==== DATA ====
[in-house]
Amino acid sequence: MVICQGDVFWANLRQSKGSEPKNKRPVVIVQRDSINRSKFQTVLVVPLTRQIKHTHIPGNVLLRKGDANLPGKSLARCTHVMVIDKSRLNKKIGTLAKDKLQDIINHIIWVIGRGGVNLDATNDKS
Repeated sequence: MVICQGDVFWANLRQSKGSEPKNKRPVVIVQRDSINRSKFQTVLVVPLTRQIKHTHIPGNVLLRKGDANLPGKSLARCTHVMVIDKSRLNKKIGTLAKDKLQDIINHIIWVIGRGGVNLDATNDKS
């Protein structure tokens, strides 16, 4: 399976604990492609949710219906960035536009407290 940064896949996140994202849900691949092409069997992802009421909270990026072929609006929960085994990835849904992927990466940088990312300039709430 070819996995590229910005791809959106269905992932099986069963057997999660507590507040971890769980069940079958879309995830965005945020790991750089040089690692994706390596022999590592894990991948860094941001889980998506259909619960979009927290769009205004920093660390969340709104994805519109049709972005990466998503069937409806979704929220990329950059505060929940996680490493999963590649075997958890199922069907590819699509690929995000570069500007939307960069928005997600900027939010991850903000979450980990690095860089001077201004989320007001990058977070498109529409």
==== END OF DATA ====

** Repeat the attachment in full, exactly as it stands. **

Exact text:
[in-house]
Amino acid sequence: MVICQGDVFWANLRQSKGSEPKNKRPVVIVQRDSINRSKFQTVLVVPLTRQIKHTHIPGNVLLRKGDANLPGKSLARCTHVMVIDKSRLNKKIGTLAKDKLQDIINHIIWVIGRGGVNLDATNDKS
Repeated sequence: MVICQGDVFWANLRQSKGSEPKNKRPVVIVQRDSINRSKFQTVLVVPLTRQIKHTHIPGNVLLRKGDANLPGKSLARCTHVMVIDKSRLNKKIGTLAKDKLQDIINHIIWVIGRGGVNLDATNDKS
């Protein structure tokens, strides 16, 4: 399976604990492609949710219906960035536009407290 940064896949996140994202849900691949092409069997992802009421909270990026072929609006929960085994990835849904992927990466940088990312300039709430 070819996995590229910005791809959106269905992932099986069963057997999660507590507040971890769980069940079958879309995830965005945020790991750089040089690692994706390596022999590592894990991948860094941001889980998506259909619960979009927290769009205004920093660390969340709104994805519109049709972005990466998503069937409806979704929220990329950059505060929940996680490493999963590649075997958890199922069907590819699509690929995000570069500007939307960069928005997600900027939010991850903000979450980990690095860089001077201004989320007001990058977070498109529409």